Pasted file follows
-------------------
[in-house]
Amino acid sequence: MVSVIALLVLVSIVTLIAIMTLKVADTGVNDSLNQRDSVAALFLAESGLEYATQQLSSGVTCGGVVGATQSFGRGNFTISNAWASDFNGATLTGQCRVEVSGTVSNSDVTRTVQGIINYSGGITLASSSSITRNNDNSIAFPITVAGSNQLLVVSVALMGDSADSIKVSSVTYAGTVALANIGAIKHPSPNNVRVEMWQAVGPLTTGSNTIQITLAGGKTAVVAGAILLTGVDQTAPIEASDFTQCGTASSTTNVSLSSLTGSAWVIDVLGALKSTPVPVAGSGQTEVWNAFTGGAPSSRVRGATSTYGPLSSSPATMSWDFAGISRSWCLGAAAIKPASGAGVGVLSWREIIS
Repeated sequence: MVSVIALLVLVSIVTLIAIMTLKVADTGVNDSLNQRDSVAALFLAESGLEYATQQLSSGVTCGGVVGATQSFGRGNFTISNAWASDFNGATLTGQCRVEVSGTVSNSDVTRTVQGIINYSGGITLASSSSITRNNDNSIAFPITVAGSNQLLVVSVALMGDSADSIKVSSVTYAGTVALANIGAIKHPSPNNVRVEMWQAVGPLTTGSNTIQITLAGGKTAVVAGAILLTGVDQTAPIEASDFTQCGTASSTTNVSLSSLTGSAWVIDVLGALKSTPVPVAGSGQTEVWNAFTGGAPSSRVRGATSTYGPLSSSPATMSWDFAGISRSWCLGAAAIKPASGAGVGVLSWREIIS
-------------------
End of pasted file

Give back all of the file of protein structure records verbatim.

[in-house]
Amino acid sequence: MVSVIALLVLVSIVTLIAIMTLKVADTGVNDSLNQRDSVAALFLAESGLEYATQQLSSGVTCGGVVGATQSFGRGNFTISNAWASDFNGATLTGQCRVEVSGTVSNSDVTRTVQGIINYSGGITLASSSSITRNNDNSIAFPITVAGSNQLLVVSVALMGDSADSIKVSSVTYAGTVALANIGAIKHPSPNNVRVEMWQAVGPLTTGSNTIQITLAGGKTAVVAGAILLTGVDQTAPIEASDFTQCGTASSTTNVSLSSLTGSAWVIDVLGALKSTPVPVAGSGQTEVWNAFTGGAPSSRVRGATSTYGPLSSSPATMSWDFAGISRSWCLGAAAIKPASGAGVGVLSWREIIS
Repeated sequence: MVSVIALLVLVSIVTLIAIMTLKVADTGVNDSLNQRDSVAALFLAESGLEYATQQLSSGVTCGGVVGATQSFGRGNFTISNAWASDFNGATLTGQCRVEVSGTVSNSDVTRTVQGIINYSGGITLASSSSITRNNDNSIAFPITVAGSNQLLVVSVALMGDSADSIKVSSVTYAGTVALANIGAIKHPSPNNVRVEMWQAVGPLTTGSNTIQITLAGGKTAVVAGAILLTGVDQTAPIEASDFTQCGTASSTTNVSLSSLTGSAWVIDVLGALKSTPVPVAGSGQTEVWNAFTGGAPSSRVRGATSTYGPLSSSPATMSWDFAGISRSWCLGAAAIKPASGAGVGVLSWREIIS